Tuesday, 17 November 2015

ABC Wednesday,S for Sami



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Sami family in 1900.

The Sami people, also spelled Sámi, or Saami, (also known as Lapps, although this term is considered derogatory) are one of the indigenous peoples of northern Europe inhabiting Sápmi, which today encompasses parts of northern Sweden, Norway, Finland and the Kola Peninsula of Russia but also in the border area between south and middle Sweden and Norway. Their ancestral lands span an area the size of Sweden in the Nordic countries. The Sami people are among the largest indigenous ethnic groups in Europe. Their traditional languages are the Sami languages, which are classified as members of the Finno-Lappic group of the Uralic language family.

Traditionally, the Sami have plied a variety of livelihoods, including coastal fishing, fur trapping, and sheep herding. However, the best known livelihood is semi-nomadic reindeer herding – which about 10% of the Sami are connected with and 2,800 actively involved with full-time. For traditional, environmental, cultural, and political reasons, reindeer herding is legally reserved only for Sami people in certain regions of the Nordic countries.


With thanks to Denise Nesbitt, who created ABC.For more interesting ABC posts click on the logo in the sidebar . This week we are looking for words beginning with S.




Sami family in front of their sod hut.

Travelling from place to place in a long train

carry -cot


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16 comments:

Oman said...

Thanks for sharing part of history. Great job.

ellen b. said...

Fascinating. I've never heard of this group of people before. Thanks for sharing.

Rajesh said...

Fascinating to know this history. Thanks for sharing.

Hildred said...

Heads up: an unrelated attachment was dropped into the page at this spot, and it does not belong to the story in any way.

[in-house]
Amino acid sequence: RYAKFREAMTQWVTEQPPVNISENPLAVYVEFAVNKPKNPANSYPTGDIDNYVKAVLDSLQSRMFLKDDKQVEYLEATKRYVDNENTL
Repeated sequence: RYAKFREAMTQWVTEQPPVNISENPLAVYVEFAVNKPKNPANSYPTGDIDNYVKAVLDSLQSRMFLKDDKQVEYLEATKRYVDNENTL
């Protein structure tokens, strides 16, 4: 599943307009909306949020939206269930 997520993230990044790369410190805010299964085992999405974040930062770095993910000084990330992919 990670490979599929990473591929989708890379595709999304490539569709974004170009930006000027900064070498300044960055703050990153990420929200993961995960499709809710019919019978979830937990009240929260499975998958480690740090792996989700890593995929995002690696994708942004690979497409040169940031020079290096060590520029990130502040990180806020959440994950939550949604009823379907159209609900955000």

Very interesting Wil. I saw a picture on my Facebook a couple of days ago of a little Lapplander child resting against a reindeer (also lying down). It was very sweet and unusual, but of course I imagine quite commonplace in their lives.

Powell River Books said...

Having Nordic roots this post is very interesting. Plus, I have been reading a lot recently about Arctic adventures. Lastly, the sod home reminded me of a picture of my grandfather in front of the family "Soddie" on the Nebraska plains. Necessity makes people come to similar decisions. - Margy

Melody Steenkamp said...

Wow, Interessant om te lezen, had er nog nooit van gehoord.

Fijne dag WIl !

Roger Owen Green said...

I had not known that Lapp was considered derogatory.

ROG, ABCW

Leslie: said...

Fascinating and like Roger, I didn't know that the term "Lapp" is considered an insult.

Leslie
abcw team

carol l mckenna said...

Fascinating post and wonderful photos about the Sami for S ~

Happy Week to you,
artmusedog and carol

Red said...

I find your post interesting as I've had lots to do with aboriginal people here. Some of the clothing and patterns appear very similar to inuit in some areas.

Lea said...

Very interesting!
Have a great day!
Lea

DEE DEE said...

Very interesting, informative & I love their colorful outfits

Trubes said...

Hello Wil,
What an interesting piece about the Sami people, I, like others, thought
they were called Laplanders, I shall remember their real name in future.
Travel agents still advertise holidays to 'See Santa in Lapland', somebody
should put them right particularly if the Simi people find it offensive
to be called 'Laps'.
I've just be reading about them, I rather fancy their lifestyle, they all
look very healthy, must be the Reindeer steaks and hearty stews they enjoy.
I love their colourful clothing and shoes, all hand made too!
Lovely article, I've learned something new
and all thanks to you dear Wil.

Best wishes,
Di,
ABCW team.

tulika singh said...

Thanks for sharing. Didn't know about the Sami's. That carry cot is so cute.
BeatAboutThe Book

Linda Eugenia Denise Brin Korbetis said...

sami people, wow.

Sallie (FullTime-Life) said...

This is so interesting Wil -- I had read about the Sami people before, but did not know that their lands stretched as far as all this! Also did not realize that the term Lapp is considered derogatory now. Thanks for sharing this interesting history (it is so easy to learn here on your blog!!)